There are so many examples of incredible commitment around the globe to combating COVID-19. Here we look at three case studies in depth.
Josh and Suzanna’s story
Josh Carpenter (Alabama & Oriel 2012) and Suzanna Fritzberg (Washington & St John’s 2014)
In Birmingham, Alabama, Rhodes Scholars Josh Carpenter and Suzanna Fritzberg demonstrate the vital role that local government can play in helping to tackle the pandemic and shield vulnerable groups from the impact of COVID-19.
Birmingham has a 30% poverty rate, and a population that is 74% African American. In addition to the community-wide public health impacts, for many residents the impact of COVID-19 has been felt most acutely on personal finances. Two-thirds of local workers are facing unemployment as a result of the pandemic, which has far-reaching consequences for child and family poverty and the long-term stability of Birmingham’s economy. With this in mind, local government were deeply concerned about the emergence of COVID-19 and the disproportionate effect it would have on people of colour and vulnerable populations.
Josh and Suzanna developed Birmingham Strong, a public-private partnership, to promote public health and economic resilience in the city. In addition to fostering innovation and keeping the vulnerable safe from the virus, Birmingham Strong also works to empower local residents to meet community needs, ensuring those in the community who have lost their jobs as a result of the pandemic have a chance to be part of the solution through a paid volunteer programme modeled on Great Depression-era federal programmes. Suzanna, who previously worked as Deputy Chief of Staff and Policy Director to Mayor Pete Buttigieg, is the Founding Executive Director of Birmingham Strong and leads strategy and day-to-day operations. In addition to supporting those who are currently unemployed, she has also focused the partnership on fortifying small businesses through an emergency loan programme, and worked closely with the city to align state, federal and local policies to benefit residents.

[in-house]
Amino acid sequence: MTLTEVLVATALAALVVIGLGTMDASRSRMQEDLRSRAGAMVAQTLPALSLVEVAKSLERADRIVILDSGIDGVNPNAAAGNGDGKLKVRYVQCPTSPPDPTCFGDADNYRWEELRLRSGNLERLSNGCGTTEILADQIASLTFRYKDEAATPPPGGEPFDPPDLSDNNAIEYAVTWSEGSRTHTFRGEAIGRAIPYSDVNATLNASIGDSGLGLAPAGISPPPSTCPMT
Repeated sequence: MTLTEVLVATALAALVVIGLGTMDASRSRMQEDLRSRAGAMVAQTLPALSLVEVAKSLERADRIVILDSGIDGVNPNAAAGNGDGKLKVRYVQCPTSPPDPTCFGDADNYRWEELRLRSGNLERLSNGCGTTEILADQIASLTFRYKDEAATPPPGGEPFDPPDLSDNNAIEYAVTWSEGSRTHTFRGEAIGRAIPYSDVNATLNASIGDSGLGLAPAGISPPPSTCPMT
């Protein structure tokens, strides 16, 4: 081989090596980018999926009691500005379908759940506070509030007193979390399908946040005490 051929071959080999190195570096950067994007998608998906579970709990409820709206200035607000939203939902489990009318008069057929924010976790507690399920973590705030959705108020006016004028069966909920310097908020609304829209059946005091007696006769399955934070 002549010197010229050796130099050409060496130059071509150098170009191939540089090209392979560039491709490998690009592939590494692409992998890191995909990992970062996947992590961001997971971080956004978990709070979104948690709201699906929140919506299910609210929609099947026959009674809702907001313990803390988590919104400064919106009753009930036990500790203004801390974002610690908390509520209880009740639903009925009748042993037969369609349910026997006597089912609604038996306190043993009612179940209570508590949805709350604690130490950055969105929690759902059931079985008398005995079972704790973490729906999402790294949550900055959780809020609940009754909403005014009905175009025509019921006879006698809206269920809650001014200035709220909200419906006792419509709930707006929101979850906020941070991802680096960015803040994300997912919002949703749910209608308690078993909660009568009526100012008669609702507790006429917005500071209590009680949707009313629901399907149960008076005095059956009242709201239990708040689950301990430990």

As Director of Innovation and Economic Opportunity for the City of Birmingham, and an Alabama native, Josh has led on the efforts to identify new solutions to address new needs, and to build partnerships with community leaders. Sarena Martinez, a Rhodes scholar-elect set to begin at Oxford next year, has also worked closely with Josh, designing and executing a number of initiatives for Birmingham Strong.
To date, the partnership has helped 2,853 small businesses through a $2.4 million loan fund and technical assistance programs. It has supported over 200 unemployed workers through paid employment via the Birmingham Service Corps or local companies, meeting community needs from food delivery to COVID testing to tutoring for school children. The majority of Service Corps members are residents of colour, and on average members have experienced a nearly 50% decrease in their incomes as a result of the pandemic.
Birmingham Strong has evolved to meet ongoing needs related to crisis level unemployment, transitioning to provide Service Corps members with skills-building opportunities in the City’s most promising industries, including precision population medicine. Working closely with colleagues in the public and private sector, Josh and Suzanna hope that this will provide a bridge to opportunity for individual residents, and accelerate Birmingham’s economic competitiveness.
In a crisis where local governments are being called upon to act on the frontline, Josh and Suzanna's work has been vital to responding effectively to the pandemic and has demonstrated the long-standing need to policy solutions that focus on the needs of low-income and vulnerable populations. Reacting effectively to a pandemic of this scale requires significant leadership, making difficult decisions quickly and overcoming unprecedented social challenges. Josh and Suzanna's experiences at Oxford as Rhodes Scholars and the Trust's emphasis on courage and leadership have been critical to helping them with their strategy and approach to tackling this pandemic in Birmingham, Alabama.
Those seeking more information about Birmingham Strong, or who wish to support the organization’s work on behalf of Birmingham residents, should visit bhamstrong.com.
Dr Amanda Rojek (Queensland & University 2012)